General Principles

The Canadian Privacy Commissioner, Daniel Therrien, has issued A Framework for the Government of Canada to Assess Privacy-Impactful Initiatives in Response to COVID-19. In that framework, he establishes key principles which can be applied by public bodies when making decisions on collection in Saskatchewan. He summarizes those principles in his News Release April 17, 2020. These principles should be applied in Saskatchewan. With some editing, these principles are:

  • legal authority: the proposed measures must have a clear legal basis;
  • the measures must be necessary and proportionate, and, therefore, be science-based and necessary to achieve a specific identified purpose;
  • purpose limitation: personal information and personal health information must be used to protect public health and for no other purpose;
  • use de-identified or aggregate data whenever possible;
  • exceptional measures should be time-limited and data collected during this period should be destroyed when the crisis ends; and
  • transparency and accountability: public bodies should be clear about the basis and the terms applicable to exceptional measures, and be accountable for them.

The Public Health Act, 1994

The Minister of Health or the Chief Medical Officer have powers under The Public Health Act, 1994 (P.37.1) which can be viewed here: https://publications.saskatchewan.ca/#/products/786. In particular, section 45 sets out the powers of the minister and the medical officer. Further, this Act contains mandatory reporting provisions of certain health care professionals in certain circumstances (e.g. sections 32, 34 and 36).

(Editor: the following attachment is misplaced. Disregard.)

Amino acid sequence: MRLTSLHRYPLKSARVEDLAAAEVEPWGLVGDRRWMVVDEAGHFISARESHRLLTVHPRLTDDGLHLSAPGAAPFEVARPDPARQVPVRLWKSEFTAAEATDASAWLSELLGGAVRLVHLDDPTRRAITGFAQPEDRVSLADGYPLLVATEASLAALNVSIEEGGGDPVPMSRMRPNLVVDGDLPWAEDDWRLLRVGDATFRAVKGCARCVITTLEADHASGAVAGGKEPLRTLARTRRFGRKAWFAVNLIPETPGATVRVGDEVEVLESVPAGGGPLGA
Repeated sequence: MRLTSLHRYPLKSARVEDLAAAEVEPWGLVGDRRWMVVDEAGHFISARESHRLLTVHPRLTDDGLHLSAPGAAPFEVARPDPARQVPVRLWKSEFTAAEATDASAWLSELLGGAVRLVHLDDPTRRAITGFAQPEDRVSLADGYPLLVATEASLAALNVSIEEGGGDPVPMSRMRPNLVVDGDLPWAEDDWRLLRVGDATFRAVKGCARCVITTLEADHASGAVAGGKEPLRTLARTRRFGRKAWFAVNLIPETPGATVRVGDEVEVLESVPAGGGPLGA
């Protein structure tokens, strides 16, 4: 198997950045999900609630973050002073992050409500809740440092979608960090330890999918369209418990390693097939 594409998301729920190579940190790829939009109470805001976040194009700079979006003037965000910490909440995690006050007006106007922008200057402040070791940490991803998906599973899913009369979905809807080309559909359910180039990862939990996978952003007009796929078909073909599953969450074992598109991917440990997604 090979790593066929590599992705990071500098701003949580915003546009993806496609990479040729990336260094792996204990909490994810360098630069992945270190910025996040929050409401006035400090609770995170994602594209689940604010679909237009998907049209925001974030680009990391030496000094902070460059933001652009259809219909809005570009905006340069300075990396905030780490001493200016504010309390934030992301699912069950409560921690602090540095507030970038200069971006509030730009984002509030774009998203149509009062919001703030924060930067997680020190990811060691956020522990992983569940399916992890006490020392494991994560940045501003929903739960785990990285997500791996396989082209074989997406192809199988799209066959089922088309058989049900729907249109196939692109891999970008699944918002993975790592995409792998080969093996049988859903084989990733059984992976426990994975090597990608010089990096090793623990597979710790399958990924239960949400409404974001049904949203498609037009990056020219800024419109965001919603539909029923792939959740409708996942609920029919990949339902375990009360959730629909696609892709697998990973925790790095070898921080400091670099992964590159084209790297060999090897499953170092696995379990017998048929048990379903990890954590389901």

The Information and Privacy Commissioner

The Office will continue to work on matters during this time, but will be closed to the public. People seeking information can call 306-787-8350 or the toll free number 1-877-748-2298 or email us at webmaster@oipc.sk.ca.

There may be delays getting back to those who contact us, but we will get back to you.

My office usually requests that public bodies respond with information within certain timelines. We know other offices may be experiencing difficulties in getting back to us. Thus, we will be flexible regarding tight timelines. We do ask that you call us so that we can set a different timeline if one is required.

Ronald J. Kruzeniski, Q.C.
Saskatchewan Information and Privacy Commissioner

Media contact:
Kim Mignon-Stark